Purpose Statement

eDeaf offers several training courses and learnership programs to “Empower Deaf communities for business”.

You as a business owner can greatly benefit from a number of Government incentives when employing a Deaf person through eDeaf.

eDeaf is a Deaf owned BBBEE Level 2 company, established in 2007 to provide a holistic service to the employer and the Deaf employee. Our state of the art training facilities in Johannesburg, Centurion, Durban and Cape Town offer the ideal learning environments for Deaf individuals.

Several local companies have taken the brave step of employing Deaf persons with great success, proving that in some career fields the Deaf can be just as good or even better than hearing employees.

The Deaf community is one of the most marginalized groups in South Africa. Because of the fact that they cannot communicate freely with the hearing world, they are often regarded as incompetent or not intelligent, and not fit to be employed. This is far from the truth!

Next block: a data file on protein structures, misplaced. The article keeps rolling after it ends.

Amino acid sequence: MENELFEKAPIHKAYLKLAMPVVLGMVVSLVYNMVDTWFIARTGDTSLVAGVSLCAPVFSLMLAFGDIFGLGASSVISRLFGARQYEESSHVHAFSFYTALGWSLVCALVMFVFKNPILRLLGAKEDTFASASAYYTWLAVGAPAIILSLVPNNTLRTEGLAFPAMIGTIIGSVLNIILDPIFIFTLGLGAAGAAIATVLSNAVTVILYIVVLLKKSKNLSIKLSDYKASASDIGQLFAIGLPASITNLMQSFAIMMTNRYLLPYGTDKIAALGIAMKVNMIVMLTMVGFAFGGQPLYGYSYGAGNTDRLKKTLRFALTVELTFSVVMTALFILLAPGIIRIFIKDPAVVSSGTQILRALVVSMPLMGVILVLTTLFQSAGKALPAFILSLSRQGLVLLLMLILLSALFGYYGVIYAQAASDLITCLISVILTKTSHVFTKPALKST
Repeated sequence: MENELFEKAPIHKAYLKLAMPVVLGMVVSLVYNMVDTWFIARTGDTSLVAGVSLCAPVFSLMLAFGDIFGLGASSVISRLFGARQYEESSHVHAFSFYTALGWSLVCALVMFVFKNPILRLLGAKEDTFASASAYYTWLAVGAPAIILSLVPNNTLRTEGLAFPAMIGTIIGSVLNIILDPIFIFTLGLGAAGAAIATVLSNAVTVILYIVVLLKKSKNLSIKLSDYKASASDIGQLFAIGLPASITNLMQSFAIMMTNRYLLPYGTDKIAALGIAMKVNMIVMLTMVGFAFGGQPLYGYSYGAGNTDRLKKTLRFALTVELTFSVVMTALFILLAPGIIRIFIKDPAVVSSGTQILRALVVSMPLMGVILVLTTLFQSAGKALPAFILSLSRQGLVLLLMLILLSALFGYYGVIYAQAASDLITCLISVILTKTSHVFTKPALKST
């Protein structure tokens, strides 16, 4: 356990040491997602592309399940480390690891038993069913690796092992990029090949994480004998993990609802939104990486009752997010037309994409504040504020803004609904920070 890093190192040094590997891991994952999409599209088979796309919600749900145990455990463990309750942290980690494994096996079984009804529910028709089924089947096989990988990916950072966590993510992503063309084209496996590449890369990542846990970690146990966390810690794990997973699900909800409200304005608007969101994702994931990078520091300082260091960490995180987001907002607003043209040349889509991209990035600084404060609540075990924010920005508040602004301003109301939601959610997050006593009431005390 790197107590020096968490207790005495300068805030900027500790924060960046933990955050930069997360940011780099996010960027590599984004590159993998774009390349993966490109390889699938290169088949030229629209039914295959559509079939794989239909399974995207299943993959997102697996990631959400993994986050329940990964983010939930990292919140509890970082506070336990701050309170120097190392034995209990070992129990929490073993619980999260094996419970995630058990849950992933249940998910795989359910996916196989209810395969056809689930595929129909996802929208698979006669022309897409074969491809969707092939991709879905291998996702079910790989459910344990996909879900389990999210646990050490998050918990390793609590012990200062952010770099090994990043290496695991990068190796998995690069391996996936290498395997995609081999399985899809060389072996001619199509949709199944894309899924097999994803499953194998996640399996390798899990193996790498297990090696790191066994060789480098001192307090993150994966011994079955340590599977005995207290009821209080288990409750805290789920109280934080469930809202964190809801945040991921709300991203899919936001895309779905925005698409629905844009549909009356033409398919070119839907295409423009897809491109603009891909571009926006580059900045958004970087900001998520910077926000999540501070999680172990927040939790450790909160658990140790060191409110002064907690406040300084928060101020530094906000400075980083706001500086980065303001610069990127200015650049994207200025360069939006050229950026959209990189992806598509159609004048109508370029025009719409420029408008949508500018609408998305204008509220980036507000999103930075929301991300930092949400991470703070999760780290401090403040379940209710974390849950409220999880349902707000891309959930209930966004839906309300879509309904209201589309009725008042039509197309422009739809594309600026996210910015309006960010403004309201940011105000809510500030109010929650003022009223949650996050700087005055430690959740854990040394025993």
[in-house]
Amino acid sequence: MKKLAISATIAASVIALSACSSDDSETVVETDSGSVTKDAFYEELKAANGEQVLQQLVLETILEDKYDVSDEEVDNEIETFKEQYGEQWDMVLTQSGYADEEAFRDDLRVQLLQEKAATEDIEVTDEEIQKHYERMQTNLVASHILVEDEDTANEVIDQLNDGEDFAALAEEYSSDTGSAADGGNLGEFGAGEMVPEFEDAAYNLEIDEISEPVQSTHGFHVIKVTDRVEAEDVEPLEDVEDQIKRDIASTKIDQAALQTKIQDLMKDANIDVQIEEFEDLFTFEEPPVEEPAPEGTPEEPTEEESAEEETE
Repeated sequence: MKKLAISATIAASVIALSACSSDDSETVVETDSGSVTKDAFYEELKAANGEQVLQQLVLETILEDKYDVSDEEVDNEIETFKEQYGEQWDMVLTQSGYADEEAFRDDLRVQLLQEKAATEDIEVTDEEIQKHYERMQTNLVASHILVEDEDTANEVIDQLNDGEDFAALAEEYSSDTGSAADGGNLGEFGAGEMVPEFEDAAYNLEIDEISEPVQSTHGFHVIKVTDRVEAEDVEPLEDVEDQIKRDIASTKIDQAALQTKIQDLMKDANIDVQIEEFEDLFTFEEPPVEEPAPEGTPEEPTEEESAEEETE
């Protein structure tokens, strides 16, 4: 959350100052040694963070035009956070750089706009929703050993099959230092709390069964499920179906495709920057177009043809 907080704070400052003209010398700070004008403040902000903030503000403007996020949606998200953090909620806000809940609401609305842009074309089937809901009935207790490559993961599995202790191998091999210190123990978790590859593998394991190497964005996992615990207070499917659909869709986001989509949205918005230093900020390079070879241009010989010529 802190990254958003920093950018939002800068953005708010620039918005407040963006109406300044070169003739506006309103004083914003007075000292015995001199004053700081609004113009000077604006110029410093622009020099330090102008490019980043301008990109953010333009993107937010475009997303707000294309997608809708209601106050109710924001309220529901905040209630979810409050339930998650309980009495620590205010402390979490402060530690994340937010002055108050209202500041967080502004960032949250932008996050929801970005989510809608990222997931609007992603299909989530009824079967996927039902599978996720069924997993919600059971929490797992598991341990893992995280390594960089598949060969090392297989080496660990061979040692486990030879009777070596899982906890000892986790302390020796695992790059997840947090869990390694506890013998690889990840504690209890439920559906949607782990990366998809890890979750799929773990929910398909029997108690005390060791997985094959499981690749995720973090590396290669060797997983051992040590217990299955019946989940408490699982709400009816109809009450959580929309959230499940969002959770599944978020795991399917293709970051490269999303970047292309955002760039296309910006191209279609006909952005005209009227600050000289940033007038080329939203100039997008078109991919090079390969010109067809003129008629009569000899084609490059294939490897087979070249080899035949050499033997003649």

eDeaf unleashes the social and economic empowerment of the Deaf community, through a diversity of talents and skills, thereby adding value to the economy.

Our Story

Naz (CEO)

We are a proudly Deaf led organization. Being Deaf myself, has given me greater insight into the needs of the Deaf community. I am a tenacious person, and un-relenting in my quest for young Deaf people to Empower themselves through training and education. Seeing people thrive has always been my passion.

Various companies have taken the brave step in employing our young people, with tremendous success, and that is very satisfying.

eDeaf will soon celebrate 10 years growth, but in many ways, this is just the beginning for us. Our national footprint is extending and we continue to find fulfilment in seeing Deaf people realize their dreams.

Jesse (COO)

I was raised in of one South Africa’s largest Deaf families. My parents were both Deaf, and my mom was the first person to matriculate from De La Bat School for the Deaf in Worcester.

Access to services, coupled with incidental learning has often prevented Deaf people from being fully integrated in society.

By Employing and Empowering the Deaf community Naz and I knew we could in some way permeate the chasm between the poor academic achievement of Deaf School leavers, and standard entry level requirements for positions in mainstream society which were not being met.

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